Our progress was interrupted and delayed by fainting spells, and from the same cause, perhaps, we were diverted from our course to the right towards the railroad (our left as we went in.) At any rate, my first consciousness after a faint was of some one tugging at me, and the next was hearing the voice of our prisoner captain saying, ‘Handle him tenderly, boys, he was kind to me, and is badly wounded.’ The boys, two in number, belonged, if my memory is correct, to a New Hampshire regiment, and were detailed as a hospital guard. They said that their hospital was not far off, but it was being moved, and they and our Pennsylvania captain, although apprehensive of capture themselves, helped and urged us on to reach the hospital before the surgeon left. But we made slow progress, until they saw their chaplain and called to him for assistance. He quickly brought a litter, on which they took me to the hospital, which was presided over by Dr. Gesner, of New York. I shall never forget the kindness and tender attention of this surgeon and the chaplain. I here learned how seriously Simonton was wounded. After making us as comfortable as the state of the case would admit of, Dr. Gesner left, informing me that I was behind our own lines, and that he had to go before the gap through which he had moved his hospital was closed. Late in the night, I think after midnight, General Birney came in, and I learned from him that they had been heavily reinforced from the other side of the Chickahominy, and were reoccupying the positions from which they had been driven. This excited my alarm for you, for without knowing exactly where I was, there could be no doubt in my mind that you were some distance in advance of where these reinforcements were being posted. Nor was I relieved until sent to the rear, where I had access to their newspapers. In these I saw nothing in relation to you, but glowing accounts of the resistless advance of the Sixth Regiment and Palmetto Sharpshooters giving their specific names. Your prowess on this field won for your colonel, a prisoner in their hands, the consideration of those who encountered you here. General Birney took sufficient interest to have his surgeon, Dr. Pancoast, examine my wound, and he discovered that I would not die before morning, as we all expected before his examination, and they both exhibited the kindest pleasure over the discovery. To say nothing of innumerable attentions paid by officers and men of a large camp near which I was lying the next day, and among them were some who had been captured by us, and escaped while going to the rear, I was the recipient of the most generous and courteous consideration from the knightly General Phil. Kearney. On learning that my wound was not fatal, as at first reported to him, he took the trouble to send a special messenger to the rear to see that I was properly cared for. All of these distinguished attentions and generous courtesies were extended to the colonel of the Sixth South Carolina Regiment. They did not even know my name.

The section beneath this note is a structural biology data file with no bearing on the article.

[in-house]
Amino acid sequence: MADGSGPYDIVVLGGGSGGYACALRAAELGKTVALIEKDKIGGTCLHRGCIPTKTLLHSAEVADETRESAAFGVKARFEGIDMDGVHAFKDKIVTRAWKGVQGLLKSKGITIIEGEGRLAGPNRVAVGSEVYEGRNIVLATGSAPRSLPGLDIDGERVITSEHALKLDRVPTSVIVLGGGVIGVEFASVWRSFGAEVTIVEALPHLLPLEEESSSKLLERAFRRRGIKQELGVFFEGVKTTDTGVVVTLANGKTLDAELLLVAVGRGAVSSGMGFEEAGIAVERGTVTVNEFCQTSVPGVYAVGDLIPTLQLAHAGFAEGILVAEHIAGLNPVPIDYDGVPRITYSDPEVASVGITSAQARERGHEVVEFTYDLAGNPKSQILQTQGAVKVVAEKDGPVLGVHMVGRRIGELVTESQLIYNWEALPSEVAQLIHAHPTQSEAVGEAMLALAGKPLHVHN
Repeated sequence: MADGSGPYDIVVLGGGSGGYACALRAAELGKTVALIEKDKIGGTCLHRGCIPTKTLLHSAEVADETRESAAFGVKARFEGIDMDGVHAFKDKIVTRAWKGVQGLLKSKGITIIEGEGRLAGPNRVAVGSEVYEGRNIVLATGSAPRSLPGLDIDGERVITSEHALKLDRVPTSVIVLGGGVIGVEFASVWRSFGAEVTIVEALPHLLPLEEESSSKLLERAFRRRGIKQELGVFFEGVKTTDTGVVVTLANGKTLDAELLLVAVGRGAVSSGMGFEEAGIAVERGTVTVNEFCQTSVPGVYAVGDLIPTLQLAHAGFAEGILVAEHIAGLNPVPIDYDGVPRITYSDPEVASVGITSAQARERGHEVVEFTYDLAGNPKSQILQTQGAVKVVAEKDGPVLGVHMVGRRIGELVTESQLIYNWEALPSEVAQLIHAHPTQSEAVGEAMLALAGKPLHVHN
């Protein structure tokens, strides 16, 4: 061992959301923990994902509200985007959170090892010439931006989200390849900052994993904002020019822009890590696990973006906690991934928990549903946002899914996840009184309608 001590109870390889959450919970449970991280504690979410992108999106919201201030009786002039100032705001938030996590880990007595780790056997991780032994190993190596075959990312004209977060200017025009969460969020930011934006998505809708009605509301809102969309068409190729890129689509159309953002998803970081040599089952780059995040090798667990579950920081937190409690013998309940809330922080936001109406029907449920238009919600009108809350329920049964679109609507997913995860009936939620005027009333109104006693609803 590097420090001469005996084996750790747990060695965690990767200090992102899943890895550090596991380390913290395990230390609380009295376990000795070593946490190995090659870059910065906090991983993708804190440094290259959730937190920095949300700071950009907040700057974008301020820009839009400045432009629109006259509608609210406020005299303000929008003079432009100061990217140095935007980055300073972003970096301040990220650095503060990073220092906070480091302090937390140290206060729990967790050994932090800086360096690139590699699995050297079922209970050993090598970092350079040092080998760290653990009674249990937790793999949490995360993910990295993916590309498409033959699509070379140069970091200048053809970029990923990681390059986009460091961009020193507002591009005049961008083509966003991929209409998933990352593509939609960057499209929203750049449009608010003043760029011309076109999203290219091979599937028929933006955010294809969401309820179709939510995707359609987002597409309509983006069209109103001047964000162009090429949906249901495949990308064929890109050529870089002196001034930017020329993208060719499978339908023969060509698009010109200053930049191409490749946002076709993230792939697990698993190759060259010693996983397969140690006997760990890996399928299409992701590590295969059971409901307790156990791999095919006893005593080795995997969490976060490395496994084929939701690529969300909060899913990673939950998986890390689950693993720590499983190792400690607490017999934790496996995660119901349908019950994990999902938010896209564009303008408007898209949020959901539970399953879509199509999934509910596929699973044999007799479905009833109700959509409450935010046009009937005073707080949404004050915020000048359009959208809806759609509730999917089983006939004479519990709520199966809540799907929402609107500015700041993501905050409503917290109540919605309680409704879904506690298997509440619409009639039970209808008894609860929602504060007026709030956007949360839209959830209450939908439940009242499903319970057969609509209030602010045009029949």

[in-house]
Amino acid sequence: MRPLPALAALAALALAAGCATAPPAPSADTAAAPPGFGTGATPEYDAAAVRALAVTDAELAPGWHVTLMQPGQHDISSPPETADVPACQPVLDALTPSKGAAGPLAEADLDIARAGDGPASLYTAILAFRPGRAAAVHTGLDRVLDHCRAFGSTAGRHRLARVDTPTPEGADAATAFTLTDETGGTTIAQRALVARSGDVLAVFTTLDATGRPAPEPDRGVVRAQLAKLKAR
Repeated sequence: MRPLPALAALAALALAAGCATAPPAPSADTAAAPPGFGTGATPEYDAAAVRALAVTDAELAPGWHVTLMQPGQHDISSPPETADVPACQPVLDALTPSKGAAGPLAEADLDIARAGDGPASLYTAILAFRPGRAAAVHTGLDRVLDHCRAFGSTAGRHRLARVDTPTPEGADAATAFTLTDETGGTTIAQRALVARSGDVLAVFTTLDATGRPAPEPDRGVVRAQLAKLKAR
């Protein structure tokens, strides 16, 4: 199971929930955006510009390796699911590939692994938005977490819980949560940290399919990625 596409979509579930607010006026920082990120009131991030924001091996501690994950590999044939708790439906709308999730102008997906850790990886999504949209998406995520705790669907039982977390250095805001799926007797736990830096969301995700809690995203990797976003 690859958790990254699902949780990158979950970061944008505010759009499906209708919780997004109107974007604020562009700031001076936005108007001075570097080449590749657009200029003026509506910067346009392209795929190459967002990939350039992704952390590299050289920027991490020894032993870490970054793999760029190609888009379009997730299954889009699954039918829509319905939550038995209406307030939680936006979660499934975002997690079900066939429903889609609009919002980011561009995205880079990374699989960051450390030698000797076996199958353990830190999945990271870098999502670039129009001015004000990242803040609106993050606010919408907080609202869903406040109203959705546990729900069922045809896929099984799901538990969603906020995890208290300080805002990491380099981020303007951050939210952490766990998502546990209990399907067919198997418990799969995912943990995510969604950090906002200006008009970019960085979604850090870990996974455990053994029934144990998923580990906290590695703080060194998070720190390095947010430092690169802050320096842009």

When in the midst of raging battle trophies were brought to me. I remember three regimental standards were brought to me almost simultaneously. (Three more were brought to me during the battle, making six in all.) I leaned them against a tree, saying, ‘Press on, boys, we have no time for these baubles now.’